nathanael Summary and Overview
nathanael in Easton's Bible Dictionary
given or gift of God, one of our Lord's disciples, "of Cana in Galilee" (John 21:2). He was "an Israelite indeed, in whom was no guile" (1:47, 48). His name occurs only in the Gospel of John, who in his list of the disciples never mentions Bartholomew, with whom he has consequently been identified. He was one of those to whom the Lord showed himself alive after his resurrection, at the Sea of Tiberias.
nathanael in Smith's Bible Dictionary
(gift of God), a disciple of Jesus Christ, concerning whom, under that name at least, we learn from Scripture little more than his birthplace, Cana of Galilee, #Joh 21:2| and his simple, truthful character. #Joh 1:47| The name does not occur in the first three Gospels; but it is commonly believed that Nathanael and Bartholomew are the same person. The evidence for that belief is as follows: St, John who twice mentions Nathanael, never introduces the name of Bartholomew at all. St. Matthew, #Mt 10:3| St. Mark, #Mr 3:18| and St. Luke, #Lu 8:14| all speak of Bartholomew but never of Nathanael. If was Philip who first brought Nathanael to Jesus, just as Andrew had brought his brother Simon.
nathanael in Schaff's Bible Dictionary
NATHAN'AEL (gift of God), a native of Cana of Galilee, John 21:2, and an Israelite without guile, as stated by our Lord. John 1:47. He was conducted by Philip (immediately after his call) into the presence of Christ. He went an incredulous Hebrew, with the words on his lips, "Can there any good thing come out of Nazareth?" Jesus, however, at once convinces him that he is the Messiah by the exhibition of his omniscience, declaring that he had seen Nathanael under the fig tree before ever Philip had called him. Nathanael confesses him to be the Son of God and the King of Israel. The name Nathanael occurs only in John. For this reason, combined with the fact that John never mentions the name of Bartholomew, it is generally supposed that the two are identical.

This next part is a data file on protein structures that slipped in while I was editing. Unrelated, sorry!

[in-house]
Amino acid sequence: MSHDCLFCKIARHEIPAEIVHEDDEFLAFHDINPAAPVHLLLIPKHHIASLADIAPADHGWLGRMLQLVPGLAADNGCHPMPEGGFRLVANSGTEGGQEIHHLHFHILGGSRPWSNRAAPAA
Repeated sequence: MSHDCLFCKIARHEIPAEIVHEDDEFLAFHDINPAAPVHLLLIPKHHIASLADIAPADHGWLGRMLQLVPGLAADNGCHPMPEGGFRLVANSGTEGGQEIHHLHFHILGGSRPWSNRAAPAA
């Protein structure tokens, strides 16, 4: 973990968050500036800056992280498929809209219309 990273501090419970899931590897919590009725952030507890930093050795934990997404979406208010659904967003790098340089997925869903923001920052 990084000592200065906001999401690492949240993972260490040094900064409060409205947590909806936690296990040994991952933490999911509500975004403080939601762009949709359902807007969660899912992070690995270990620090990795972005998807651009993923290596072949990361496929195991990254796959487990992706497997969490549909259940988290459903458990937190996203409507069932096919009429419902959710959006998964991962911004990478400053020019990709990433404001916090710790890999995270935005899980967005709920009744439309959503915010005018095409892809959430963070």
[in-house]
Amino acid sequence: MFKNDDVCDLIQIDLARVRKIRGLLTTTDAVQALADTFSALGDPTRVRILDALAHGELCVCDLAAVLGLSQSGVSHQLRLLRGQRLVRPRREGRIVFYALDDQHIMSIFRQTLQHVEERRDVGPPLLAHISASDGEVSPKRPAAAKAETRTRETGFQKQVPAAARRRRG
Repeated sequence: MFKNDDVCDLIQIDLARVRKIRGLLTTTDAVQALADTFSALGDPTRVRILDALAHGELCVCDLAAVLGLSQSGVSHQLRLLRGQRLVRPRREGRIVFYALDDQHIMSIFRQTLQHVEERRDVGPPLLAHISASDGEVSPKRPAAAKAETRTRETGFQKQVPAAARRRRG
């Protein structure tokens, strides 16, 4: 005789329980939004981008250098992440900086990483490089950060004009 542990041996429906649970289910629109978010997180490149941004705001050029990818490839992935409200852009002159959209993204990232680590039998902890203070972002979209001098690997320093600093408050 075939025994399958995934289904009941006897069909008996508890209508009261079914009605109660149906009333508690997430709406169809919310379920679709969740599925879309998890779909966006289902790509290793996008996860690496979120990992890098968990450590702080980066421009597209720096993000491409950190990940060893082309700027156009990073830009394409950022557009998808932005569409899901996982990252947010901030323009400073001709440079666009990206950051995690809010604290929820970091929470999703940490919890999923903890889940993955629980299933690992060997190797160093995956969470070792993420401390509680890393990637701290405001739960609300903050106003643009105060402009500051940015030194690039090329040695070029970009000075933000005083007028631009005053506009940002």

nathanael in Fausset's Bible Dictionary
("God given".) Hebrew Nethaneel. Of Cana in Galilee (John 1:47; John 21:2). Three or four days after the temptation, Jesus when intending to "go forth into Galilee findeth Philip and saith, Follow Me." Philip, like Andrew finding his own brother Simon (John 1:41), and the woman of Samaria (John 4:28-29) inviting her fellow townsmen, having been found himself by Jesus, "findeth" his friend Nathanael, and saith, "we have found (he should have said, we have been found by: Isaiah 65:1; Philemon 3:12 ff, Song of Solomon 1:4) Him of whom the prophets did write, Jesus of Nazareth the son of Joseph" (he should have said the Son of God). (For the rest, see BARTHOLOMEW.) Tradition makes Nathanael to have been the bridegroom at the marriage of Cana, to which he belonged.